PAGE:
PAM acts as a middle man between sources of authentication data and the services that need to authenticate users. It allows administrators to configure different authentication methods for each service.


PAM works in terms of modules of different types:

  • Account modules verify that an account is active and valid for authentication with a given service.
  • Authentication modules verify the identity of a user, either by checking with an external system or testing a credential.
  • Password modules update passwords or enforce password policies.
  • Session modules define actions that should take place at the beginning and end of a login session, such as creating the user's home directory or setting environment variables.

PAM overview


In older distributions PAM's entire configuration may live in a single file, located at /etc/pam.conf. In this variant all of the below information holds true with the slight caveat that the name of the service the configuration is for is prepended to the beginning of each line.

The presence of the /etc/pam.d directory causes PAM to completely ignore the pam.conf file.

PAM's configuration lives in /etc/pam.d. It's broken up into a couple of types of files:

  • Per-service files, e.g. passwd, cron and sshd. These are the entry points into PAM for applications and services.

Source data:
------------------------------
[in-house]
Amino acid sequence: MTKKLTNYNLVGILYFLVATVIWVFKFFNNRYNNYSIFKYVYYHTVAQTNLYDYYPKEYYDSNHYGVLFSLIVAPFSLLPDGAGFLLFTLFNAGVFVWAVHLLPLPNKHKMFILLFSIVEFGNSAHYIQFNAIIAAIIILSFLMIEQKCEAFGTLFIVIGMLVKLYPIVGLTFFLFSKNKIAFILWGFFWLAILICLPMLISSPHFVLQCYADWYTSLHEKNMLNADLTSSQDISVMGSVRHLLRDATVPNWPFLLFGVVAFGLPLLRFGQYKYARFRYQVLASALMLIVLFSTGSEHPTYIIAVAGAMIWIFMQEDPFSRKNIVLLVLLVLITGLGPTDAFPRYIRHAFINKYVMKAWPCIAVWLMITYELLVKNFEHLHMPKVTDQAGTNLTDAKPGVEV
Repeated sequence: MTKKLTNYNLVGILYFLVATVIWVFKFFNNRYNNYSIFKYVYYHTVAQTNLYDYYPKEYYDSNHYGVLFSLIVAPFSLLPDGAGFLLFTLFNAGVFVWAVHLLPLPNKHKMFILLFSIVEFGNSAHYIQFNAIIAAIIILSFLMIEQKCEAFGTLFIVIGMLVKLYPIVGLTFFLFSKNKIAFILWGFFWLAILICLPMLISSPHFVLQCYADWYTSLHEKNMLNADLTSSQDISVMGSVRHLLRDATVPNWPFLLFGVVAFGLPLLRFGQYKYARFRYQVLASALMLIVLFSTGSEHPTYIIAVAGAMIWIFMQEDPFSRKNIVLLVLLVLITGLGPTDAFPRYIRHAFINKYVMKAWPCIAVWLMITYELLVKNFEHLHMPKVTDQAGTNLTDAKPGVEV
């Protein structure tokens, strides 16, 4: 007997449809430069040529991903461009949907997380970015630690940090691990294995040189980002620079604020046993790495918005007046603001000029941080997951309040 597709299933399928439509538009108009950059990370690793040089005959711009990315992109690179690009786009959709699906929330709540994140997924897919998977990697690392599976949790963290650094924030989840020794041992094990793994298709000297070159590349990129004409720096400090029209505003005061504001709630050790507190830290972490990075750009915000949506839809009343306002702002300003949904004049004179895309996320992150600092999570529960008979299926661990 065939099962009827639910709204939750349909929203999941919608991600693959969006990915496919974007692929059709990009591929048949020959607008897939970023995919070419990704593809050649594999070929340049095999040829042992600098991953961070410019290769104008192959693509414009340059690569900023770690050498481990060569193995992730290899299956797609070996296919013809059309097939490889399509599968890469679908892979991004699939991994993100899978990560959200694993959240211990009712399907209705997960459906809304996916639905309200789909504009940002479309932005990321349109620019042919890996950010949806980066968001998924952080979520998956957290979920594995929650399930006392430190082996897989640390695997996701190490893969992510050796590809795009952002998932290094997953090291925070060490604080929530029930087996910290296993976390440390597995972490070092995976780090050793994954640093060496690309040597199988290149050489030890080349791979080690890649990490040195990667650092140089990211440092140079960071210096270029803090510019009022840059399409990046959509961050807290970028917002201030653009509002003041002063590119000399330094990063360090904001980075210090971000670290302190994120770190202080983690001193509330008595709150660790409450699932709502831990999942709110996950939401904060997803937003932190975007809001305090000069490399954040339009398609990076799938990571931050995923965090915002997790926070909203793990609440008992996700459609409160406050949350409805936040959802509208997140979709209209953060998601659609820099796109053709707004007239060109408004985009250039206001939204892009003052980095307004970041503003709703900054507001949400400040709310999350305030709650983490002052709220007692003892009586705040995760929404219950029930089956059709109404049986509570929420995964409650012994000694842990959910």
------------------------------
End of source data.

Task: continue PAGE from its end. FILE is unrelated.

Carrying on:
• Common files, e.g. common-account and common-auth. These can be included (with the @include directive) to allow reuse across different services.

These files declare a stack of modules:

<type (account|auth|password|session)> <control> <module> <arguments>

For example (/etc/pam.d/login on macOS):

auth       optional use_kcminit
auth       optional try_first_pass
auth       optional try_first_pass
auth       required try_first_pass
account    required
account    required
password   required
session    required
session    required
session    optional

When invoked, PAM will run through each of these modules from top to bottom, eventually resulting in a success/failure response indicating whether or not the user should be considered able to access the given service.

Logging from PAM generally goes into either the journal or a file like /var/log/auth.log (Debian/Ubuntu) or /var/log/secure (RHEL/CentOS).

See the Linux-PAM documentation for further details.

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